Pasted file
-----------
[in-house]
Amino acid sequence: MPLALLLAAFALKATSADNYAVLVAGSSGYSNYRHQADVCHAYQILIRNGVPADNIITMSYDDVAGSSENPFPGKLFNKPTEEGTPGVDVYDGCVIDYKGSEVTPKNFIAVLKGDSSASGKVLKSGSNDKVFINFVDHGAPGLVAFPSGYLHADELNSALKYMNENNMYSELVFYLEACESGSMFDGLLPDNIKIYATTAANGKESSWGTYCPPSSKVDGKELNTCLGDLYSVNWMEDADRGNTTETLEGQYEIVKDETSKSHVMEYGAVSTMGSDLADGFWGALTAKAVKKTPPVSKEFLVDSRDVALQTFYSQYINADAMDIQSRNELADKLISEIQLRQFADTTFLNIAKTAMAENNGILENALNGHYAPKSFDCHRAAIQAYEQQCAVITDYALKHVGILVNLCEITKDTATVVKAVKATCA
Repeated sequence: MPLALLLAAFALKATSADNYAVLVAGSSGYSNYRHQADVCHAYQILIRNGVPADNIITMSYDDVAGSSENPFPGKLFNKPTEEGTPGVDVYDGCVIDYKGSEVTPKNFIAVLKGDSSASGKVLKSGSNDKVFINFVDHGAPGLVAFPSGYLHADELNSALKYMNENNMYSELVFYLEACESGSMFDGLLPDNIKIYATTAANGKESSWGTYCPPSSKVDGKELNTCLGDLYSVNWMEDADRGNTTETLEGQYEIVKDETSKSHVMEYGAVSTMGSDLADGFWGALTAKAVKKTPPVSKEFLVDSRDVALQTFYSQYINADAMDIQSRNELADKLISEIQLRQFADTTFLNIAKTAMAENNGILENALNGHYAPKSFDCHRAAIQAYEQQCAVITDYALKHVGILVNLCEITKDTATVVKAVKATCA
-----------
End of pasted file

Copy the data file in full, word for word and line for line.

[in-house]
Amino acid sequence: MPLALLLAAFALKATSADNYAVLVAGSSGYSNYRHQADVCHAYQILIRNGVPADNIITMSYDDVAGSSENPFPGKLFNKPTEEGTPGVDVYDGCVIDYKGSEVTPKNFIAVLKGDSSASGKVLKSGSNDKVFINFVDHGAPGLVAFPSGYLHADELNSALKYMNENNMYSELVFYLEACESGSMFDGLLPDNIKIYATTAANGKESSWGTYCPPSSKVDGKELNTCLGDLYSVNWMEDADRGNTTETLEGQYEIVKDETSKSHVMEYGAVSTMGSDLADGFWGALTAKAVKKTPPVSKEFLVDSRDVALQTFYSQYINADAMDIQSRNELADKLISEIQLRQFADTTFLNIAKTAMAENNGILENALNGHYAPKSFDCHRAAIQAYEQQCAVITDYALKHVGILVNLCEITKDTATVVKAVKATCA
Repeated sequence: MPLALLLAAFALKATSADNYAVLVAGSSGYSNYRHQADVCHAYQILIRNGVPADNIITMSYDDVAGSSENPFPGKLFNKPTEEGTPGVDVYDGCVIDYKGSEVTPKNFIAVLKGDSSASGKVLKSGSNDKVFINFVDHGAPGLVAFPSGYLHADELNSALKYMNENNMYSELVFYLEACESGSMFDGLLPDNIKIYATTAANGKESSWGTYCPPSSKVDGKELNTCLGDLYSVNWMEDADRGNTTETLEGQYEIVKDETSKSHVMEYGAVSTMGSDLADGFWGALTAKAVKKTPPVSKEFLVDSRDVALQTFYSQYINADAMDIQSRNELADKLISEIQLRQFADTTFLNIAKTAMAENNGILENALNGHYAPKSFDCHRAAIQAYEQQCAVITDYALKHVGILVNLCEITKDTATVVKAVKATCA